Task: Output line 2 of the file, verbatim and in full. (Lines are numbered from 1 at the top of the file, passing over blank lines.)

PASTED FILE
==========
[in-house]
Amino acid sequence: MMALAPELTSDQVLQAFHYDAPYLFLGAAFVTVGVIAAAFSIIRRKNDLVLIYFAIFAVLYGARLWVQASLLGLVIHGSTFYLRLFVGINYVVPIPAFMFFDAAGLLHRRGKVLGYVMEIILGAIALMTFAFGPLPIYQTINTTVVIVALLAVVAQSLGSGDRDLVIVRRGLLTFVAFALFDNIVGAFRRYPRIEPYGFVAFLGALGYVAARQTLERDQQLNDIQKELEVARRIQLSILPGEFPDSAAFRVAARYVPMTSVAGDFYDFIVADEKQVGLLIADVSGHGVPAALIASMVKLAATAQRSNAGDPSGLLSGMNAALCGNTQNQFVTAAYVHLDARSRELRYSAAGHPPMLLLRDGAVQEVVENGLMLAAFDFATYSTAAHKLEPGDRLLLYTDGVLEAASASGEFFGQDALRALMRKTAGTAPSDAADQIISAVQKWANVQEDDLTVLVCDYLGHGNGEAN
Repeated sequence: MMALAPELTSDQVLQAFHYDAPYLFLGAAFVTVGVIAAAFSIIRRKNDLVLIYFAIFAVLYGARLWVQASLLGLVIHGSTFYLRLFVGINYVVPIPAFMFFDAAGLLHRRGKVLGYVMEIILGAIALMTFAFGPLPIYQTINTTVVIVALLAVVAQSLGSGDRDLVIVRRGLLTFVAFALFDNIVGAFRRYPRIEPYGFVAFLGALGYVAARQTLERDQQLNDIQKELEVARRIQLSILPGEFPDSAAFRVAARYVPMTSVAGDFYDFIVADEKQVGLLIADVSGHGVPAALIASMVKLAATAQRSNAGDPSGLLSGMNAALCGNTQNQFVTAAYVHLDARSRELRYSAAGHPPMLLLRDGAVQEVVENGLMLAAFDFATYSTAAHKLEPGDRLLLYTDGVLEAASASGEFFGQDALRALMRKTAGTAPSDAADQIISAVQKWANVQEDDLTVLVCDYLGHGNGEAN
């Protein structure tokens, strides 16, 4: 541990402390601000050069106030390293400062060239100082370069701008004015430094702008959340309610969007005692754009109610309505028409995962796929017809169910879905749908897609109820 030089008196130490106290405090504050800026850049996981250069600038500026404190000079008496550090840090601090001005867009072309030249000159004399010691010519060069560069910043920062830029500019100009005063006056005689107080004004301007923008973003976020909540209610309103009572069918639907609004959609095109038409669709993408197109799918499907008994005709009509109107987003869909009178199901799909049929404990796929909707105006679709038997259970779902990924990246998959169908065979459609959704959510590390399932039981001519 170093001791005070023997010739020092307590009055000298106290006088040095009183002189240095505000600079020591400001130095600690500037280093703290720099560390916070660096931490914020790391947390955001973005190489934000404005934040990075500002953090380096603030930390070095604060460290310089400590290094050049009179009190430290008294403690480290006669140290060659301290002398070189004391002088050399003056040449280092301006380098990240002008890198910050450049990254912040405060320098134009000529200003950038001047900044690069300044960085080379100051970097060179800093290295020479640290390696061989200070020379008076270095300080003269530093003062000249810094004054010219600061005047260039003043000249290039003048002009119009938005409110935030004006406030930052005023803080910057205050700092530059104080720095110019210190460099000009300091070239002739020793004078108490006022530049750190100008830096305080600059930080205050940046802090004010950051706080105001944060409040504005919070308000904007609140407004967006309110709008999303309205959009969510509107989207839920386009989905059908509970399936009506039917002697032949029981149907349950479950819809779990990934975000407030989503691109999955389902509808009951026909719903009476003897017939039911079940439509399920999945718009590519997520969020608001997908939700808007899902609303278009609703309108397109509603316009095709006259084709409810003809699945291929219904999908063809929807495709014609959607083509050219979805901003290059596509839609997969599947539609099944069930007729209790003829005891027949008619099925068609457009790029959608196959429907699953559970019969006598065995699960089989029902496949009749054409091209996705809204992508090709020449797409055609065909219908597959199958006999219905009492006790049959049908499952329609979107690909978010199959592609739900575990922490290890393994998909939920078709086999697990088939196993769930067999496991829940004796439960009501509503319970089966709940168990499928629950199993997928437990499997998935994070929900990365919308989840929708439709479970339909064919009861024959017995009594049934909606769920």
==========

Amino acid sequence: MMALAPELTSDQVLQAFHYDAPYLFLGAAFVTVGVIAAAFSIIRRKNDLVLIYFAIFAVLYGARLWVQASLLGLVIHGSTFYLRLFVGINYVVPIPAFMFFDAAGLLHRRGKVLGYVMEIILGAIALMTFAFGPLPIYQTINTTVVIVALLAVVAQSLGSGDRDLVIVRRGLLTFVAFALFDNIVGAFRRYPRIEPYGFVAFLGALGYVAARQTLERDQQLNDIQKELEVARRIQLSILPGEFPDSAAFRVAARYVPMTSVAGDFYDFIVADEKQVGLLIADVSGHGVPAALIASMVKLAATAQRSNAGDPSGLLSGMNAALCGNTQNQFVTAAYVHLDARSRELRYSAAGHPPMLLLRDGAVQEVVENGLMLAAFDFATYSTAAHKLEPGDRLLLYTDGVLEAASASGEFFGQDALRALMRKTAGTAPSDAADQIISAVQKWANVQEDDLTVLVCDYLGHGNGEAN